The Research Principles, Areas and Themes define the scientific scope of the World Cancer Research Fund International Regular Grant Programme.
Types of Grants
- The Regular Grant Programme comprises two main grant types:
- Investigator Initiated Grants: Investigator Initiated Grants (IIGs) are for established researchers working on their research areas and themes. They encourage collaboration with other teams, therefore it is important to have at least one coapplicant. The aim of this grant funding scheme is to support innovative and original research into the link of diet, nutrition and physical activity in either Cancer Prevention or Cancer Survivors.
- Pilot and Feasibility Grants:Pilot and Feasibility Grants (PFGs) are intended as startup funds for preliminary research to allow researchers to collect preliminary data or test study parameters to take them to a stage where an application for an IIG would be appropriate. PFGs could also study behavioural change in cancer survivors.
- Applications to the Regular Grant Programme must fall into either the Cancer Prevention or the Cancer Survivors Research Area.
- For the Cancer Prevention Research Area, they accept research into the links relating diet, nutrition (including body composition) and physical activity to the causation or primary prevention of cancer. The Cancer Survivors Research Area focuses on individuals who have received a cancer diagnosis.
- Applications under each of the Research Areas should address one of the Research Themes.
- There are two Research Themes that apply to both research Areas, and one that applies only to the Cancer Survivors Research Area.
- The Mechanisms Research Theme applies to both Research Areas, and covers molecular, cellular and physiological mechanisms that help explain the biological connection between relevant exposures and cancer development or progression. This type of research must be coherent with existing laboratory, epidemiological and clinical evidence.
- The Host Factors Research Theme applies to both Research Areas and covers factors that might explain the variability between people in their susceptibility to cancer or the biological abnormalities predisposing to it. It also applies to the variability in outcomes after a cancer diagnosis, including in response to treatment. Variation in susceptibility to cancer or in its progression is likely to be influenced by host factors.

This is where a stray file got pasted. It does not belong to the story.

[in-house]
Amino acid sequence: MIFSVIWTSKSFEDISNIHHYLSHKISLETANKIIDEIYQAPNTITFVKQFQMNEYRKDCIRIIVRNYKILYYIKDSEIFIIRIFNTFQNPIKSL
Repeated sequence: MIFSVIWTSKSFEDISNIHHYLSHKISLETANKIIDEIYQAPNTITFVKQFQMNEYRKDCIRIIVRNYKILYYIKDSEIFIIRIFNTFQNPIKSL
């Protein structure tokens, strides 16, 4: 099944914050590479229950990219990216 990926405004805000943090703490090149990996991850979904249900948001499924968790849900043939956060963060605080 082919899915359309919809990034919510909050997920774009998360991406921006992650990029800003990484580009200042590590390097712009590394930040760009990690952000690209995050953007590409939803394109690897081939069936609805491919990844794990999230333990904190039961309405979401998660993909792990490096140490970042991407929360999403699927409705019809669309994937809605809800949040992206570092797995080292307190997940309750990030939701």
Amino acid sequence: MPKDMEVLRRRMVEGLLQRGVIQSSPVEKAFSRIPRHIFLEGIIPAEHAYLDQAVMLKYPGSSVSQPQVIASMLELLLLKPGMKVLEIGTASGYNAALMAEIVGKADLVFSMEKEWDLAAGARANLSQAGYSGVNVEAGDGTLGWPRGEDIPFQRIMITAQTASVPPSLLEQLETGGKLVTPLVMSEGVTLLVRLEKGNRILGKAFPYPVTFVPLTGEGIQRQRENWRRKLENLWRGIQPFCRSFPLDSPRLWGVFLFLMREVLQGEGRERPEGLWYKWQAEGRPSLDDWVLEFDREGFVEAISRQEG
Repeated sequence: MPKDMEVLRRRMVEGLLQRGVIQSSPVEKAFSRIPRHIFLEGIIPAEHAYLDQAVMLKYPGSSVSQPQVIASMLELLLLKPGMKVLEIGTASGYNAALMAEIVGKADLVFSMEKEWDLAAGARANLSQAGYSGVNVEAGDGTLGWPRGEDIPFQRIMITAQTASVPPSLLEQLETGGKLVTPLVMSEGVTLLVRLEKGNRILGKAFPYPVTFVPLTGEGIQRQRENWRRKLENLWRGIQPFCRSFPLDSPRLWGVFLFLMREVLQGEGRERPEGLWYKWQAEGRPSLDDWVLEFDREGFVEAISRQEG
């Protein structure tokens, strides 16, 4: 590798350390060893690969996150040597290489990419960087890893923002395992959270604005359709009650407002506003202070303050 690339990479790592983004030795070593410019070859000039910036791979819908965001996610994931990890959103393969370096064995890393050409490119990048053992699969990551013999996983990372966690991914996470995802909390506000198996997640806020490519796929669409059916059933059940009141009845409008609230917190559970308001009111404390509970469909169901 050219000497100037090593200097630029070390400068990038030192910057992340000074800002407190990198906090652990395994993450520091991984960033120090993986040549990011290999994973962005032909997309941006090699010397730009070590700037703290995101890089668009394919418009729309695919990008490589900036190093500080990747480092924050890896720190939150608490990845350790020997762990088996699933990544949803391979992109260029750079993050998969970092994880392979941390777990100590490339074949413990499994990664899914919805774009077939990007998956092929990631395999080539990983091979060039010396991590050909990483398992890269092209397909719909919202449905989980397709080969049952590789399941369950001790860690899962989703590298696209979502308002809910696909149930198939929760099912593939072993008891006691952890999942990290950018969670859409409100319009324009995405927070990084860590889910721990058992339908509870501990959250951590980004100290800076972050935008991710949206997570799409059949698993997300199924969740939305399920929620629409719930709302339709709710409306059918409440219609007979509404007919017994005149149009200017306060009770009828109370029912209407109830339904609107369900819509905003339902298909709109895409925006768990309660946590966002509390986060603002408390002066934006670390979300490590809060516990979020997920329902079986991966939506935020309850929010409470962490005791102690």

- A third theme addressing how diet, nutrition (including body composition) and physical activity can improve outcomes after cancer diagnosis applies only for the Cancer Survivors Research Area. This Evidence for Impact in Cancer Survivors Theme covers research into the role that diet, nutrition (including body composition) and physical activity can play in, for instance, reducing the side-effects of treatment, improving quality of life during and after the completion of treatment, reducing the risk of distant metastasis, second primaries and local cancer recurrence and ultimately prolonging survival.
- Level of funding: up to £350,000 (no more than £100,000 for any 1 year).
- Duration of funding: up to 4 years.
- Exposures must be well defined and could include:
- Diet, dietary patterns, other diet related behaviours and – provided that they are part of the usual diet – foods, food components and dietary supplements. Please note that proposals focusing on the role of isolated food or herb extracts that are not part of the usual diet will not be accepted.
- Markers of nutritional status, including physiological or metabolic markers; body composition, and measures of growth, development and maturation.
- Physical activity, physical fitness, time spent being sedentary, metabolic or other markers related to physical activity and physical activity related behaviours.
- The applicant – Principal Investigator (PI) of the study – must hold a research position at the host institution for the duration of the project. Only one person can act as PI.
- Eligible applicants: lead applicants must hold a research position at the host institution for the duration of the project.
- Eligible organisations: anywhere in the world except the Americas (North America, Central America including the Caribbean, and South America).
- Grant applications are open to a Principal Investigator based at a research institution from any country outside the Americas (North America, Central America including the Caribbean, and South America).
- World Cancer Research Fund International encourages international collaborations. Please note that although the Principal Investigator of an application cannot be from an institution based in the Americas, co-applicants and collaborators can be based in those countries, and a portion of the research work can be carried out at their institutions.
- Applications with the Principal Investigator based in a low- and middle-income country are also encouraged, such as for high quality studies that explore relevant exposure-outcome links in under-researched regions or population. Applicants should ensure the relevant expertise has been secured, for example through appropriate international collaborations.
- If a PhD student is to be included in a research grant project, the following criteria must be met:
- The host institution must be responsible for the progress and training of the PhD student and must ensure adequate supervision and assessment of the student’s progress and the research training provided.
- The PhD student should be spending 100 per cent of their time on the WCRF funded project, on a full-time or part-time basis.
For more information, visit https://www.wcrf.org/research-we-fund/grant-programmes/apply-for-a-research-grant/